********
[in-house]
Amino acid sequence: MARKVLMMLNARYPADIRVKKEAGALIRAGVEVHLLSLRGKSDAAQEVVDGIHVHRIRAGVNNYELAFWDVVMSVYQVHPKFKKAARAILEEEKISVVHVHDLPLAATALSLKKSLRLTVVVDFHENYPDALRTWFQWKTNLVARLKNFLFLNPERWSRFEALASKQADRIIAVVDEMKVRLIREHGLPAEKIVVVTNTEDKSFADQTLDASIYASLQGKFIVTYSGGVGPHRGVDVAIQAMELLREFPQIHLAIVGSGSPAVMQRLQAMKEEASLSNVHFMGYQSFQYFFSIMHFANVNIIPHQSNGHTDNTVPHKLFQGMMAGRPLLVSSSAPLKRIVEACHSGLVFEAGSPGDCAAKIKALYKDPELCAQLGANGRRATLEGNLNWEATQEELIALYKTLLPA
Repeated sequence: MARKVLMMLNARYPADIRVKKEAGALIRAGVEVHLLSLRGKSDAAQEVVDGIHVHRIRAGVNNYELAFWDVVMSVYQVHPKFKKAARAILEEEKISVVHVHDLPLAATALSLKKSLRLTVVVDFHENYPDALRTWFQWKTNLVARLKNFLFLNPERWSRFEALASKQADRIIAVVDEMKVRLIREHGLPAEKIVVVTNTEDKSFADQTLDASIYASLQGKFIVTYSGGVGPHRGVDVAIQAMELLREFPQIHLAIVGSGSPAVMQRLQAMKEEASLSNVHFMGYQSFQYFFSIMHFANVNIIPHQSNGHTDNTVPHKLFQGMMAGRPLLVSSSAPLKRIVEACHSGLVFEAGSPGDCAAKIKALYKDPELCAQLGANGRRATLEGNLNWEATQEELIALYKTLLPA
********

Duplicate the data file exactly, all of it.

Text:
[in-house]
Amino acid sequence: MARKVLMMLNARYPADIRVKKEAGALIRAGVEVHLLSLRGKSDAAQEVVDGIHVHRIRAGVNNYELAFWDVVMSVYQVHPKFKKAARAILEEEKISVVHVHDLPLAATALSLKKSLRLTVVVDFHENYPDALRTWFQWKTNLVARLKNFLFLNPERWSRFEALASKQADRIIAVVDEMKVRLIREHGLPAEKIVVVTNTEDKSFADQTLDASIYASLQGKFIVTYSGGVGPHRGVDVAIQAMELLREFPQIHLAIVGSGSPAVMQRLQAMKEEASLSNVHFMGYQSFQYFFSIMHFANVNIIPHQSNGHTDNTVPHKLFQGMMAGRPLLVSSSAPLKRIVEACHSGLVFEAGSPGDCAAKIKALYKDPELCAQLGANGRRATLEGNLNWEATQEELIALYKTLLPA
Repeated sequence: MARKVLMMLNARYPADIRVKKEAGALIRAGVEVHLLSLRGKSDAAQEVVDGIHVHRIRAGVNNYELAFWDVVMSVYQVHPKFKKAARAILEEEKISVVHVHDLPLAATALSLKKSLRLTVVVDFHENYPDALRTWFQWKTNLVARLKNFLFLNPERWSRFEALASKQADRIIAVVDEMKVRLIREHGLPAEKIVVVTNTEDKSFADQTLDASIYASLQGKFIVTYSGGVGPHRGVDVAIQAMELLREFPQIHLAIVGSGSPAVMQRLQAMKEEASLSNVHFMGYQSFQYFFSIMHFANVNIIPHQSNGHTDNTVPHKLFQGMMAGRPLLVSSSAPLKRIVEACHSGLVFEAGSPGDCAAKIKALYKDPELCAQLGANGRRATLEGNLNWEATQEELIALYKTLLPA